Whole Home Wi-Fi (also known as mesh networking) is the big trend in in-home Internet connectivity, having made an impact last year. Spreading out the connection you’re paying for can get a boost from a whole home Wi-Fi system that acts less as an extension and more like a true net. The benefits include: eliminating “dead zones” around the home, and enabling flexible, simple parental controls and device management.

On its own, mesh networking isn’t a radically new technology, but rather a step up from what has been done before. Previously, Wi-Fi extenders and bridges were the key options to extending the signal from the router to parts of the home that were either slow or flat out dead zones. Powerline adapters were another alternative to enable a wired connection in different rooms. One adapter would be plugged in near the router, while the other to the device in a different room. With Ethernet cables plugged in on both sides, they would route the Internet through the home’s power grid.

How Whole Home Wi-Fi spreads its net

Whole home Wi-Fi uses multiple devices where one connects to your internet source, then communicates with satellite units, or nodes. They create full circle that goes every which way to establish a wide net throughout your home.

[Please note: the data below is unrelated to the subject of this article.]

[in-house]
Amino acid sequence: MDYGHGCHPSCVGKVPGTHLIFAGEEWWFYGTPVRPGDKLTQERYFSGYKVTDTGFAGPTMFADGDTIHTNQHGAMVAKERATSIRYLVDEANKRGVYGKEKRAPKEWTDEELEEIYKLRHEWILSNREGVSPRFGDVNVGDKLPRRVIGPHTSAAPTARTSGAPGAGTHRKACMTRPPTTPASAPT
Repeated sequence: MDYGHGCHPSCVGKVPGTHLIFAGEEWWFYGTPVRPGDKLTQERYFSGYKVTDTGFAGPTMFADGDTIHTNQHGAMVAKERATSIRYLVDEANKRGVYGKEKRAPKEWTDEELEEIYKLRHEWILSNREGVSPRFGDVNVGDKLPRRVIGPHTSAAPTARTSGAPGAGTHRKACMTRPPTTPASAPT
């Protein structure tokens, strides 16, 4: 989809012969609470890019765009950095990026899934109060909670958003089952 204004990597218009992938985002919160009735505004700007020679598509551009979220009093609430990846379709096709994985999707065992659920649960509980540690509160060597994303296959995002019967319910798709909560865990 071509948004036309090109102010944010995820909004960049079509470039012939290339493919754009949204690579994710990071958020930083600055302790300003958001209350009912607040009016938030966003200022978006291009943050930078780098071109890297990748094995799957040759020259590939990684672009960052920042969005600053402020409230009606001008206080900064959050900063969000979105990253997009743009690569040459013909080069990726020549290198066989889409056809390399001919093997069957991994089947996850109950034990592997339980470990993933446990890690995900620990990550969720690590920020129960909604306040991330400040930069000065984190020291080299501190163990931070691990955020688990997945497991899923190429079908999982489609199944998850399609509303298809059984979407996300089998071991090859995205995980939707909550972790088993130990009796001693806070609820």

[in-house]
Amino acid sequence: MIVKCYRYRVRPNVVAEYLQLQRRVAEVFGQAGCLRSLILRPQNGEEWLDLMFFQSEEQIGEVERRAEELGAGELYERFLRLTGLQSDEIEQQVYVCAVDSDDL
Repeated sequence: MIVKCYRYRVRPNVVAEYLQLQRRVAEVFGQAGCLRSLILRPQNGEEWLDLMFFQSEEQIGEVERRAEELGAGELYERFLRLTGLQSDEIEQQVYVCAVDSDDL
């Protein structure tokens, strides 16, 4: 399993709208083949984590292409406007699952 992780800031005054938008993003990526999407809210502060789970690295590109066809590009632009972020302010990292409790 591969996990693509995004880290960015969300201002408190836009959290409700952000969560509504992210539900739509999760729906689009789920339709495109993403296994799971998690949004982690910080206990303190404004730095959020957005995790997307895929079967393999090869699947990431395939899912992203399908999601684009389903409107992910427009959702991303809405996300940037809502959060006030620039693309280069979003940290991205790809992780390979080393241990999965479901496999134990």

Wi-Fi extenders are different in a few ways. First, they extend the router’s signal, but are generally under-powered compared to the router, so signal usually fades as you get further from the router. Second, the extension is one-way, meaning it goes to the extender and funnels out, but doesn’t loop back to the router in any way. Third, while more recent extenders now make the “hand-off” easier, they largely require a different login and password to gain and maintain access; they act more like multiple networks than a single home internet.


A whole home Wi-Fi system, conversely, is basically two or three fully functioning routers spread out in your home. For example, you might put one on the main floor, one on the upstairs floor, and another in the basement. Moreover, each device communicates with the others in your home, casting a net that’s all part of one home network.

They’re ideal for houses, including large and even modest homes with thicker walls and other obstacles impacting range and speed. Thicker walls, multiple floors, staircases, other wireless devices or appliances, can all reduce the effectiveness of a single router. Look for a mesh Wi-Fi system to solve your connection issues if a good solo router can’t cover your whole home.

Perhaps your home has weak spots in your internet signal causing buffering while streaming, or simply making downloads very slow. For example, let’s say you’re paying for 100Mbps download speed from your Internet Service Provider (ISP). You find you’re getting something like 15-20Mbps in a room far from the router. There’s an instant benefit in switching to a whole home Wi-Fi system in such a scenario. By increasing the range to better cover that room, a mesh system could ramp up the speed there considerably. It would seem like your ISP boosted the performance of the whole network.

‘Meshing’ technology together